and refers them to NAPTIP. IOM also supports the Lagos
shelter. UNICEF has provided funds for food and training
equipment for the shelter. UNICEF helped fund a training
center for youth, including trafficking victims, in Benin
City. Prominent local NGOs include WOTCLEF, the Women's
Consortium of Nigeria (WOCON), Idia Renaissance, the Society
for the Empowerment of Young Persons (SEYP), Women's Rights
Advancement and Protection Alternative (WRAPA), Girl's Power
Initiative (GPI), African Women Empowerment Guild (AWEG),
Committee for the Support of the Dignity of Women (COSUDOW),
and the Network for Justice and Democracy (NJD). NAPTIP
refers victims to some of these organizations for
rehabilitation, as they often lack the necessary funding.
The government does not allocate sufficient resources to
NAPTIP to carry out its mandate effectively. NAPTIP and NGOs
suggest there is a lack of political will to convince the
executive and legislative branches to dedicate more resources
to TIP.

----------
PREVENTION
----------
-- A. The government does acknowledge that TIP is a problem
in Nigeria.

-- B. NAPTIP has conducted anti-trafficking public awareness
and education campaigns during the reporting period. The
campaigns largely involved posters, billboards, commercials,
and forums in villages to sensitize the public to the
problems of trafficking. NAPTIP targeted schools for its
primary education drive. These efforts have forced
traffickers to move their recruiting activity to more remote
areas. However, reports show that the trafficking has merely
moved, not decreased. NGOs have also been active in
sensitization campaigns to target potential victims. These
campaigns generally consist of a rally or conference,
distribution of anti-trafficking paraphenalia, and publicity
through the media. Unfortunately, due to insufficient record
keeping, it is difficult to determine the number of people
reached by these efforts, or whether these outreach efforts
have dissuaded any potential victims.

The government implemented an education reform plan called
the Universal Basic Education (UBE) program, with the goal of
improving facilities and establishing basic education
standards. The UBE is one attempt to make children less
vulnerable to trafficking by keeping them in school.
However, implementation of the UBE has been spotty.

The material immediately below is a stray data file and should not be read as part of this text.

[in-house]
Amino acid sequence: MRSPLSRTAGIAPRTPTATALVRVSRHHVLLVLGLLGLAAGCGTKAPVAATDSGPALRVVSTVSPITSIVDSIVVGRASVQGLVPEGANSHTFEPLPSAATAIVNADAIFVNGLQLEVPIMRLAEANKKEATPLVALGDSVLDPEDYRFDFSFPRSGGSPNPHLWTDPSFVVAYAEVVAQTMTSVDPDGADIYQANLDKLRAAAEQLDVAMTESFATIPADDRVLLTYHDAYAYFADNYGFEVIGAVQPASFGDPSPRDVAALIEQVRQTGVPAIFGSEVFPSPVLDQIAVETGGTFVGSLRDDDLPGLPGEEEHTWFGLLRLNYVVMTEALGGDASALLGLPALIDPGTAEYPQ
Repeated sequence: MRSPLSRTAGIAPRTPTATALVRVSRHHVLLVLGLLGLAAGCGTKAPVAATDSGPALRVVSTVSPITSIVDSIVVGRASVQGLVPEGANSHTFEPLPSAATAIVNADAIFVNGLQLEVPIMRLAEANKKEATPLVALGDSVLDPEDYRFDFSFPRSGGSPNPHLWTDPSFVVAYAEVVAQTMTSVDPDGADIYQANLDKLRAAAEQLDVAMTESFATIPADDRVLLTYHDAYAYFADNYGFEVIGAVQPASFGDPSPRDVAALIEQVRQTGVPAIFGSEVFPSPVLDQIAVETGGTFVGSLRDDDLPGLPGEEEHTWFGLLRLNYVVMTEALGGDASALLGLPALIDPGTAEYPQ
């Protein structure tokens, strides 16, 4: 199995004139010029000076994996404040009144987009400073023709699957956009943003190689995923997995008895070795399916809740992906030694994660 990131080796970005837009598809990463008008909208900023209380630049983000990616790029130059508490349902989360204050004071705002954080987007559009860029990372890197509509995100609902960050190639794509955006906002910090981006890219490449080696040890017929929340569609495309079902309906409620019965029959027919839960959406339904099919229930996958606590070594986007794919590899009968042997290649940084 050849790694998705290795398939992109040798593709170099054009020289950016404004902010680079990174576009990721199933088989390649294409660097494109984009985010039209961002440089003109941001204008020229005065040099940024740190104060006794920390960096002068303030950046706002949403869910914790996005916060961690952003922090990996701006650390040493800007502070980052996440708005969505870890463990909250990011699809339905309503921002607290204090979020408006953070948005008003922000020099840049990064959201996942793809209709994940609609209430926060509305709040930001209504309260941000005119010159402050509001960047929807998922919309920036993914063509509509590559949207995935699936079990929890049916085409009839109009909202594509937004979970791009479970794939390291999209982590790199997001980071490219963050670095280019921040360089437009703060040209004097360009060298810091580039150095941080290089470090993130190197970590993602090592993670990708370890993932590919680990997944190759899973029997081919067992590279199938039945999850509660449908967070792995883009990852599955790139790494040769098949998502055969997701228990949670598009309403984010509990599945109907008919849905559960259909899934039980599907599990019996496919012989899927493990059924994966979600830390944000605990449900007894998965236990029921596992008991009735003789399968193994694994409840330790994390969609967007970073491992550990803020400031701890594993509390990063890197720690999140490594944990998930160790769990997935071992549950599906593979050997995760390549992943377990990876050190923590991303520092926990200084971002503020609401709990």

-- C. The government has several different methods to work
with NGOs active in TIP. The national stakeholder forum,
established by NAPTIP in 2003, met monthly in each state and
quarterly in the six regional zones, including Abuja, giving
all organizations interested in TIP an opportunity to
collaborate. The national forum includes representatives from
state-level working groups, NGOs, and international agencies
such as UNICEF, ILO, and IOM. The regional forums consist of
local government officials, traditional rulers, police,
immigration authorities, churches, and NGOs. Additionally,
there were 29 state-level anti-trafficking committees,
consisting of immigration officials, civil society
organizations, law enforcement agents, and federal
ministries. These groups were charged with coordinating
action in trafficking cases and creating prevention programs
on the local level. Local NGOs and churches have a cordial
relationship with NAPTIP, and the agency participates in NGO
conferences and sometimes refers TIP victims to the NGOs for
rehabilitative work. In Benin City, NAPTIP often refers
victims to Idia Renaissance and the Committee for the Support
and Dignity of Women (COSUDOW). In Abuja, NAPTIP often relies
on WOTCLEF for assistance with sheltering, education, and
rehabilitation for victims. NGOs work in a consultative
manner with NAPTIP, but the agency makes the final decisions.
Some NGOs report being unaware of stakeholders' meetings or

ABUJA 00000404 007 OF 008


other developments.

-- D. NAPTIP works closely with the Nigerian Immigration